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1 A short history of bicycling Introduction Those who are ignorant of history are not, in truth, condemned to repeat it, as George Santayana claimed. However, people do spend a great deal of time reinventing types of bicycles and of components, and one purpose of this necessarily brief history is to give would-be inventors a glimpse of some of their predecessors. Sir Isaac Newton said that we make advances by standing on the sho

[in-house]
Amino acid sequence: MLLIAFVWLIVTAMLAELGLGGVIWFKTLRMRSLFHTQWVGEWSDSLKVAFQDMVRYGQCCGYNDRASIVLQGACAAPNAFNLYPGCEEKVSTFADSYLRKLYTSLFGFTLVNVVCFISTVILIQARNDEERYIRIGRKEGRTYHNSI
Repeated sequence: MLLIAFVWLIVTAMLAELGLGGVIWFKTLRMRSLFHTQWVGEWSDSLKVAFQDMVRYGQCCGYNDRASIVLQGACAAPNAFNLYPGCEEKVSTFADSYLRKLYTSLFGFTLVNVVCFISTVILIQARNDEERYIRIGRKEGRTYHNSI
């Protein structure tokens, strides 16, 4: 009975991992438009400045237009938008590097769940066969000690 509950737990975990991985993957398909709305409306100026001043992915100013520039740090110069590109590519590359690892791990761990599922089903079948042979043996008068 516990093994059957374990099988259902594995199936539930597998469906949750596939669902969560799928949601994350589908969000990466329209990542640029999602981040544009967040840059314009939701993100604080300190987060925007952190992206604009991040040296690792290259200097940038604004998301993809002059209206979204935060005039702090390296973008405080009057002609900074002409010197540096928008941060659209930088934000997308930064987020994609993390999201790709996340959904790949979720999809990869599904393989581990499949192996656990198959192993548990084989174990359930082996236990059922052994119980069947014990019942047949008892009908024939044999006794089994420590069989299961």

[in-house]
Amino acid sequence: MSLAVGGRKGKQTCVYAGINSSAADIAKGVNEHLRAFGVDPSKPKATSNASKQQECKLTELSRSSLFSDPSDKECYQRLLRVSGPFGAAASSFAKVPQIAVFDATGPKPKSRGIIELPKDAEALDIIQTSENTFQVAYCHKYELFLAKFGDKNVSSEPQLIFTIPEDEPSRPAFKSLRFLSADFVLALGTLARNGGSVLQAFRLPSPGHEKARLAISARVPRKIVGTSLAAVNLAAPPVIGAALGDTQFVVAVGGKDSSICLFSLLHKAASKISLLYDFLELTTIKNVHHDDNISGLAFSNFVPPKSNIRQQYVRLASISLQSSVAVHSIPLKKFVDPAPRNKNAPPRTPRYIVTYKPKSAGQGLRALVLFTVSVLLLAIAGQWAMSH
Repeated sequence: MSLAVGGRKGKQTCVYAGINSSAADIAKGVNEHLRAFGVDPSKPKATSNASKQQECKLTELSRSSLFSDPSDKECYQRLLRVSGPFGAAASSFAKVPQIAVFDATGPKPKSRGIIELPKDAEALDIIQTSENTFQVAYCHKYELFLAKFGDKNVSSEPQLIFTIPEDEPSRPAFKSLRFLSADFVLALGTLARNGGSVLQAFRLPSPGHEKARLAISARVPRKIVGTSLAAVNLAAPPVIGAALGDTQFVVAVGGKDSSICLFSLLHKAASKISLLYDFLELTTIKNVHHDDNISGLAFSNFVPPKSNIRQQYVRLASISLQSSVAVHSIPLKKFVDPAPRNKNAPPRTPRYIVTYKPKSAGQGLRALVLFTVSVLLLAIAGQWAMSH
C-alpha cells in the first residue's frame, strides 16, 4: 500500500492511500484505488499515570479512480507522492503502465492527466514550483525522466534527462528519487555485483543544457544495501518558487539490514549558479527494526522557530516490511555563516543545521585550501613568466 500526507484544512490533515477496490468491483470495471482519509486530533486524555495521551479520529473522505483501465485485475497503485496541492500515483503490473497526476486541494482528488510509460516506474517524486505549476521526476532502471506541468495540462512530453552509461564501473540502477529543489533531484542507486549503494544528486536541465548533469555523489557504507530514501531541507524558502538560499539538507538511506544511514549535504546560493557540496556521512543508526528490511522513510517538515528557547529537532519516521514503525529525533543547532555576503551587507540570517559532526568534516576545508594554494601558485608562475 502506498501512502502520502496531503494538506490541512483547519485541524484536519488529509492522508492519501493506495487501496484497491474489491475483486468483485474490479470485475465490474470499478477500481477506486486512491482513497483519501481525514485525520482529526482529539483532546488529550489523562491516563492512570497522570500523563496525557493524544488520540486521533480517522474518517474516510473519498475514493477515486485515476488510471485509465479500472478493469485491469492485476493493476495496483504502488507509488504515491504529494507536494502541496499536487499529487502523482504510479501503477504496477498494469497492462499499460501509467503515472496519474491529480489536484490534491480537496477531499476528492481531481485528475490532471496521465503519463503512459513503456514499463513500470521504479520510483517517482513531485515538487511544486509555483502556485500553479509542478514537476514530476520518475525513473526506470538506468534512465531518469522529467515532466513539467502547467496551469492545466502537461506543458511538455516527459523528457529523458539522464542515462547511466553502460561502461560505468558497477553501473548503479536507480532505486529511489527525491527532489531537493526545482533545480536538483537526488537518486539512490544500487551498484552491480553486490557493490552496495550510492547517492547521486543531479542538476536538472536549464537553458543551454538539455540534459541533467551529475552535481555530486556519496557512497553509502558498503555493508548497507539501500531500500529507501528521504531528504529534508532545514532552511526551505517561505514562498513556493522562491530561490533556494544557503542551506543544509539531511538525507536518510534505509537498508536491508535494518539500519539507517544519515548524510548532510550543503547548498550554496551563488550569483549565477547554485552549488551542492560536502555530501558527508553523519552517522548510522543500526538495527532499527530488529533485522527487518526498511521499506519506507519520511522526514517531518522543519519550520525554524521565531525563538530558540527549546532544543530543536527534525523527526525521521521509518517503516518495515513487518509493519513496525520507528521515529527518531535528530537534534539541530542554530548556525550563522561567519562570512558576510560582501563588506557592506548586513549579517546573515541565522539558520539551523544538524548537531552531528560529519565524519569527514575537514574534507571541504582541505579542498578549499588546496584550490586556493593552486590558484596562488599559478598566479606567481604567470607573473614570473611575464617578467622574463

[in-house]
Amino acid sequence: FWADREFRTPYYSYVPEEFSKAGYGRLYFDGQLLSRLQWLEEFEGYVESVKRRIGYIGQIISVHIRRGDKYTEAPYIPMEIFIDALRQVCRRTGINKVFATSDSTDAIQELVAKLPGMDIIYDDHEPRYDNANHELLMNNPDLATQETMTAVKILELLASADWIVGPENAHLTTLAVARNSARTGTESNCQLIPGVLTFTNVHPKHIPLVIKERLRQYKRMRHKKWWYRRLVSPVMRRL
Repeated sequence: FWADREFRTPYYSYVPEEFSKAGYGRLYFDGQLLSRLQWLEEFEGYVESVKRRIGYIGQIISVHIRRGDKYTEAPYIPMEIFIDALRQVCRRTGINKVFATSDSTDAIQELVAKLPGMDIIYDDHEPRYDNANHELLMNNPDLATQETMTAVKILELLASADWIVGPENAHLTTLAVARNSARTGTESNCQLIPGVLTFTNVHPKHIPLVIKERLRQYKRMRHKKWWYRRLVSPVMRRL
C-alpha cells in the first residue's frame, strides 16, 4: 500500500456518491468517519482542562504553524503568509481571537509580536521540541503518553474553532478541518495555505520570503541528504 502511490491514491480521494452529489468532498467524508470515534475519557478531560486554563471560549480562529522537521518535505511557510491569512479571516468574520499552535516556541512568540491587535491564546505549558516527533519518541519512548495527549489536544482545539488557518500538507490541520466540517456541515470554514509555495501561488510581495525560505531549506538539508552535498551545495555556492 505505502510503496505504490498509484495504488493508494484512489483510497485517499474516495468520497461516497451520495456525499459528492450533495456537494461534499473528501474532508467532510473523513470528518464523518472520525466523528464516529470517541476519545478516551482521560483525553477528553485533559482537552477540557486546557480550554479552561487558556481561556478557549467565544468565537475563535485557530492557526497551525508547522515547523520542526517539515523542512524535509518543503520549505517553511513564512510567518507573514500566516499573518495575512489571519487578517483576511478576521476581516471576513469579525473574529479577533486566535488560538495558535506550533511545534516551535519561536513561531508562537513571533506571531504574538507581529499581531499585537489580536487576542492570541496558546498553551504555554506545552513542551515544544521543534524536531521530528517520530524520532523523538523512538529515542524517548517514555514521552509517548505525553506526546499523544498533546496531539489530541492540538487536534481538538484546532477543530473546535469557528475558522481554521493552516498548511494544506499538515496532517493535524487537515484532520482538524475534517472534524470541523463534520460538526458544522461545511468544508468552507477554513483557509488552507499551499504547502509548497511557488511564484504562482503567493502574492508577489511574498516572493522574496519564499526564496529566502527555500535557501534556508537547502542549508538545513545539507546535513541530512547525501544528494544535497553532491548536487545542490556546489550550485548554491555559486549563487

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  1  A short history of bicycling Introduction Those who are ignorant of history are not, in truth, condemned to repeatit, as George Santayana claimed. However, people do spend a great deal of time reinventing types of bicycles and of components, and one purposeof this necessarily brief history is to give would-be inventors a glimpse of some of their predecessors. Sir Isaac Newton said that we make advancesby standing on the shoulders of giants, but we must first know that therewere giants and what they accomplished. Another purpose is to kill themany-headed Hydra of bicycling myths. People invent these myths—forinstance, that Leonardo da Vinci or one of his pupils invented the chain-driven bicycle—for nefarious or self-serving or humorous purposes, and themyths are immediately picked up by journalists and enthusiasts and almostinstantly become lore, however false. Historians repeatedly denounce thefakes, but the amateur historians continue to report them as if they weretrue. These people seem to practice a crude form of democracy: if they readsomething in ten publications and the contrary in one, then the onereported most often is, they believe, correct.We have become the disciples of a group of cycle-historians that hasbecome a powerful international movement having scholarly proceedingsand meetings. Derek Roberts, the founder of the group, has written correc-tion sheets for every new book incorporating cycling history, pointing outinaccuracies in detail. John Pinkerton encouraged Roberts to gather thesetogether and published  Cycling history—myths and queries  (1991) in a fur-ther attempt to stem the tide of inaccurate versions of history. We areembarrassed to confess that Roberts had to write a correction sheet for thesecond edition of this book. In this present brief history we will endeavorto lay to rest previous myths, and we will do our utmost not to create more.We have been graciously guided by Roberts, by the late John Pinkerton,prominent member of the group and a publisher of cycling-history books,and by Hans-Erhard Lessing, a leading cycle-historian, former curator, anduniversity professor. He himself has documented several major bicyclingmyths (some quoted below) previously regarded as historical facts. Othersin this group who have been of particular help to the author are Nick Clayton and David Herlihy. Cycle historians themselves are far from agree-ment on many aspects of their profession: cycle history is a field in whichviews are strongly held and defended, and amateurs must tread with greatcare; the author has greatly appreciated this group’s advice, which has notalways been unanimous.  There have been three significant periods in cycling history, eachcovered in more detail below. Despite the myths of supposed earlier two-wheelers, the first bicycle (a ‘‘running machine’’ that the rider straddledand propelled with his feet on the ground) was invented in Germany in1817, and this is when the history of the bicycle and the motorcyclebegins. It led to a promising acceptance in several countries but was sup-pressed by the authorities in several places, so that by 1821 it had virtuallydied out. (Others, including Pinkerton [see below] believed that it was sim-ply a fad of the rich and that fashions come and go in such a period.) It wasnot until the early 1860s that someone in France added cranks and pedalsto the front wheel of a running machine, and another international rushdeveloped. If we define a modern bicycle as a vehicle having two wheels inline connected by a frame on which a rider can sit, pedal, and steer so as tomaintain balance, then this is the start of its history. This rush lasted muchlonger than that of 1817–1821. The front wheel was made progressivelylarger, and the high bicycle or ‘‘ordinary’’ was born. It was fun but it wasdangerous, 1 and designers and inventors tried for many years to arrive at asafer machine. Success came with the so-called safety, first in 1878 with theXtraordinary and the Facile, and reaching significant commercial successwith John Kemp Starley’s safeties of 1885 which, with Dunlop’s pneumatictires reinvented in 1888, became by 1890 very similar to the safety bicycleof today.These, then, are the three principal developments that we shall dis-cuss below in this short history. We shall also mention the tricycle period,the repeated enthusiasm for recumbent bicycles, and the enormous popu-larity of the modern all-terrain (or mountain) bicycle (the ATB). Early history  It was through the use of tools that human beings raised themselves abovethe animals. In the broadest sense of the term, a tool might be somethingas simple as a stone used as a hammer or as complex as a computer con-trolling a spacecraft. We are concerned with the historical and mechani-cal range of tools that led to the bicycle, which—almost alone amongmajor human-powered machines—came to use human muscles in a near-optimum way. A short review of the misuse of human muscle powerthroughout history (Wilson 1977) shows the bicycle to be a brilliant cul-mination of the efforts of many people to end such drudgery.Many boats, even large ones, were muscle-powered until the seven-teenth century. Roman galleys had hundreds of ‘‘sweeps’’ in up to threebanks. Figure 1.1 shows a large seventeenth-century galley having fifty-four sweeps, with five men on each. The men were likely to be criminals,chained to their benches. A central gangway was patrolled by overseers 4 Human power   equipped with whips to provide persuasion for anyone considered to betaking life too easily. The muscle actions used by these unfortunate oars-men were typical of those considered appropriate in the ancient world. Thehand, arm, and back muscles were used the most, while the largest musclesin the body—those in the legs—were used merely to provide props or re-action forces. (They didn’t have the sliding seat of today’s competitiverowers.) The motion was generally one of straining mightily against aslowly yielding resistance. With five men on the inboard end of a sweep,the one at the extreme end would have a more rapid motion than the onenearest to the pivot, but even the end man would probably be working atwell below his optimum speed. Most farm work and forestry fell into thesame general category. Hoeing, digging, sawing, chopping, pitchforking,and shoveling all used predominantly the arm and back muscles, with littleuseful output from the leg muscles. In many cases, the muscles had tostrain against stiff resistances; it is now known that muscles develop maxi-mum power when they are contracting quickly against a small resistance, Figure 1.1 Early-seventeenth-century galley, with drummer in the stern and a whip-bearing overseer on the central gangway. (From a drawing in the British Mu-seum reproduced in the  Encyclopedia Britannica , sketched by Dave Wilson.) 5 A short history of bicycling  in what is termed a good ‘‘impedance match.’’ We would call this goodimpedance match an optimum gear ratio.One medieval example of the use of appropriate muscles in a goodimpedance match is the capstan (figure 1.2). Several people walked in acircle, pushing on radial arms, to winch in a rope. The capstan’s diameterwas chosen to give comfortable working conditions, and each pusher couldchoose a preferred radial position on the bar.Other relatively satisfactory uses of muscle power were the inclinedtreadmill (figure 1.3) and Leonardo da Vinci’s drum or cage for armaments(rotated by people climbing on the outside) (Reti 1974, 178–179), andtreadmill-driven pumps (figure 1.4). This type of work may not have beenpleasant, but per unit of output it was far more congenial than that of agalley slave.The path of development, in this as in most other areas, was not asteady upward climb. Even though relatively efficient mechanisms using Figure 1.2 Engraving showing use of capstans in the erection of an obelisk at the Vaticanin 1586. (The penalty for disrupting work was death.) (From N. Zabaglia,  Castellie Ponti  [Rome, 1743].) 6 Human power